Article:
@phamENG, the force couple route is my normal approach. But, as the plate gets narrow the moment arm gets small and the lag tension and bearing pressure gets astronomical. Seems like there should be some solution that combines the plate bearing, bolt bearing/couple in the main member, and dowel bending. Probably requires testing...

We'll leave the gate hinge alone.....I'll probably just punt on this one and require a thru-bolted detail; I'm not seeing a solution with a lag connection.

RE: Lag Screw Capacity w/ Shear and Bending

Quote (UTvoler)

Seems like there should be some solution that combines the plate bearing, bolt bearing/couple in the main member, and dowel bending.


I think the issue will lie in the longevity of such a connection. You could test something like that and prove it works...but what about how long it will work? Though I don't think it's stated explicitly anywhere, the implied service life of structures designed to building codes in the US (IBC, ASCE 7, etc.) is 50 years. I get that primarily from the return periods for live loads and from the Beta values in chapter 1 of ASCE 7.

So, would a connection like what you're talking about still be reliable after 50 years? My guess is no. I don't expect the gate hinge to last 50 years...but it's just a gate.

RE: Lag Screw Capacity w/ Shear and Bending

Quote (UTvoler)

it seems that the fastener bending/bearing is generated due to the lateral load in pure shear and the bending/bearing occurs due to the side/main member interaction
I agree with this description.

Quote (UTvoler)

I believe the applied moment has to be resolved to lateral/tension components and compared to the allowable lateral/tension NDS gives us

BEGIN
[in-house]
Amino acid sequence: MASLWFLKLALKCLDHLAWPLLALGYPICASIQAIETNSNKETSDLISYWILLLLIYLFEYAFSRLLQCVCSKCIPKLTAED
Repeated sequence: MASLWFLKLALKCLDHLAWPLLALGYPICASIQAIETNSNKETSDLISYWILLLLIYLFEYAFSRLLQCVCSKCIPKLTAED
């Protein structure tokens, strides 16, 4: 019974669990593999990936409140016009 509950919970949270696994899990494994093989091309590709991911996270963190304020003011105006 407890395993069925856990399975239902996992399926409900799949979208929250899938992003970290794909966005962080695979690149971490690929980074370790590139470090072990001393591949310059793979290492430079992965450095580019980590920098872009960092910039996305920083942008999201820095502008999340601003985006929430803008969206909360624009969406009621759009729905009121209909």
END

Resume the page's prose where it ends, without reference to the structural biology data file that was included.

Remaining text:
Correct. In my comment above, I was referring to NDS Section 12.4 which is used to check combined lateral and withdrawal (tension) loads. So, per your recent sketch, you have an applied moment acting on a base plate. The left end of the base plate will bear on the wood below in compression (as I think you're showing in the sketch) and the lag screw will be in tension (withdrawal). If you combine that tension force with your lateral force, there will be a resultant force which is acting almost vertically (since the tension force is significantly greater than the lateral). The angle of that force from the horizontal is equal to the angle alpha used in the equation of Section 12.4. In your case, you could just check withdrawal alone and get almost the same result. With the loads per your sketch, this will essentially have no chance of working.

Quote (UTvoler)

Seems like there should be some solution that combines the plate bearing, bolt bearing/couple in the main member, and dowel bending. Probably requires testing...
I think the procedure outlined above is probably reasonably accurate, or at least, I don't see anything in this particular connection which would add to the strength in a significant way which isn't already being accounted for. In your particular case, I see the failure essentially being the plate pulling up on the fastener head which is then being resisted by the engagement of the screw threads embedded in the wood below. The lateral force also contributes, but, again, is almost insignificant in comparison.

If anything, the biggest unknown here is probably where the resultant compression force occurs between the plate and wood surface and thus the moment arm length. We were actually debating this in a recent thread with there being no clear conclusion.